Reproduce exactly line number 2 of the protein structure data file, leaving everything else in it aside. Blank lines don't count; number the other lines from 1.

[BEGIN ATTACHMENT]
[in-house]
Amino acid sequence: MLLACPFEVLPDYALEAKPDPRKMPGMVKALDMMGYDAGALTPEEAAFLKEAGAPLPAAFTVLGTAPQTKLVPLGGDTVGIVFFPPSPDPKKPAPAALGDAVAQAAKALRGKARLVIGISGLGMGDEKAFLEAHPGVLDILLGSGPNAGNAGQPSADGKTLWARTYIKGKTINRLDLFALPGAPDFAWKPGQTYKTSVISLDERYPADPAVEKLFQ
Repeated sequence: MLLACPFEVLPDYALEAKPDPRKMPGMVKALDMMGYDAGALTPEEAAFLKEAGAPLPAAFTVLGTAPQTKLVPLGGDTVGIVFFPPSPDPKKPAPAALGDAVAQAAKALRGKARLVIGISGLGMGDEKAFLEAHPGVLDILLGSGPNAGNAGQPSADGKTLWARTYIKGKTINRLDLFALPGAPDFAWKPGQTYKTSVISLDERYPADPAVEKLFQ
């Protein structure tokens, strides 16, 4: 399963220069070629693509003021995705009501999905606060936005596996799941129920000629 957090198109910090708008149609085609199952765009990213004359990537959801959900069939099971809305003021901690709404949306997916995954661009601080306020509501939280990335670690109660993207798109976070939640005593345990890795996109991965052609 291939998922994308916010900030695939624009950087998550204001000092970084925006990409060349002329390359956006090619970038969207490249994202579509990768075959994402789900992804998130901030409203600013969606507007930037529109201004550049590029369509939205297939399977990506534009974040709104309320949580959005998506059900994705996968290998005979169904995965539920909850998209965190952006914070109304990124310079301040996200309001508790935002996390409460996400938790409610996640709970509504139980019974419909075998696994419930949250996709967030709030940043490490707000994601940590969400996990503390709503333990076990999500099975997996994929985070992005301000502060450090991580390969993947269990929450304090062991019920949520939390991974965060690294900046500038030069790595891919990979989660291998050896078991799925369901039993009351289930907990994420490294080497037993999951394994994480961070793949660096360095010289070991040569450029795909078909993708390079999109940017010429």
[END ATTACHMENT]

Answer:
Amino acid sequence: MLLACPFEVLPDYALEAKPDPRKMPGMVKALDMMGYDAGALTPEEAAFLKEAGAPLPAAFTVLGTAPQTKLVPLGGDTVGIVFFPPSPDPKKPAPAALGDAVAQAAKALRGKARLVIGISGLGMGDEKAFLEAHPGVLDILLGSGPNAGNAGQPSADGKTLWARTYIKGKTINRLDLFALPGAPDFAWKPGQTYKTSVISLDERYPADPAVEKLFQ